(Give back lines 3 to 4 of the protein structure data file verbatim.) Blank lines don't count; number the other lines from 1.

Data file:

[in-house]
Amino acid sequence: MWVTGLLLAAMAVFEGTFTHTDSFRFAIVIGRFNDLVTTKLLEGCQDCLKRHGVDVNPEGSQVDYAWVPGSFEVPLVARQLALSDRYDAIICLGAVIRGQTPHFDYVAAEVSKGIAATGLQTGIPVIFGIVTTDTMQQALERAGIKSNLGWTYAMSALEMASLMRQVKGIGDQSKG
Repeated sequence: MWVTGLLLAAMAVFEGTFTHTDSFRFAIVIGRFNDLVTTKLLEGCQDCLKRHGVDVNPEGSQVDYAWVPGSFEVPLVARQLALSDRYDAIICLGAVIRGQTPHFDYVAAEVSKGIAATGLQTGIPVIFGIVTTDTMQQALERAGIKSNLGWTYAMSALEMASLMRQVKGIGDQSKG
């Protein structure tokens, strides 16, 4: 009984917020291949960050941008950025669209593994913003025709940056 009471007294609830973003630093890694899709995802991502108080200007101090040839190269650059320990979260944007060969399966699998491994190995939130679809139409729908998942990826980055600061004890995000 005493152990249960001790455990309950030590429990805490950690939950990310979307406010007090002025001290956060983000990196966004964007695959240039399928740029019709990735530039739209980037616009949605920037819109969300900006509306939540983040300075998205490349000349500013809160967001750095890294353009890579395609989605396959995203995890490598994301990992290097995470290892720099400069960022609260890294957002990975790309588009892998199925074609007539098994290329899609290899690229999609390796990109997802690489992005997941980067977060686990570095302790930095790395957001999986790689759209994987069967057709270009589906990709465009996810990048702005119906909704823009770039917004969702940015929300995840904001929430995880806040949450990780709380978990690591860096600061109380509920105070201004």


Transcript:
Repeated sequence: MWVTGLLLAAMAVFEGTFTHTDSFRFAIVIGRFNDLVTTKLLEGCQDCLKRHGVDVNPEGSQVDYAWVPGSFEVPLVARQLALSDRYDAIICLGAVIRGQTPHFDYVAAEVSKGIAATGLQTGIPVIFGIVTTDTMQQALERAGIKSNLGWTYAMSALEMASLMRQVKGIGDQSKG
């Protein structure tokens, strides 16, 4: 009984917020291949960050941008950025669209593994913003025709940056 009471007294609830973003630093890694899709995802991502108080200007101090040839190269650059320990979260944007060969399966699998491994190995939130679809139409729908998942990826980055600061004890995000 005493152990249960001790455990309950030590429990805490950690939950990310979307406010007090002025001290956060983000990196966004964007695959240039399928740029019709990735530039739209980037616009949605920037819109969300900006509306939540983040300075998205490349000349500013809160967001750095890294353009890579395609989605396959995203995890490598994301990992290097995470290892720099400069960022609260890294957002990975790309588009892998199925074609007539098994290329899609290899690229999609390796990109997802690489992005997941980067977060686990570095302790930095790395957001999986790689759209994987069967057709270009589906990709465009996810990048702005119906909704823009770039917004969702940015929300995840904001929430995880806040949450990780709380978990690591860096600061109380509920105070201004």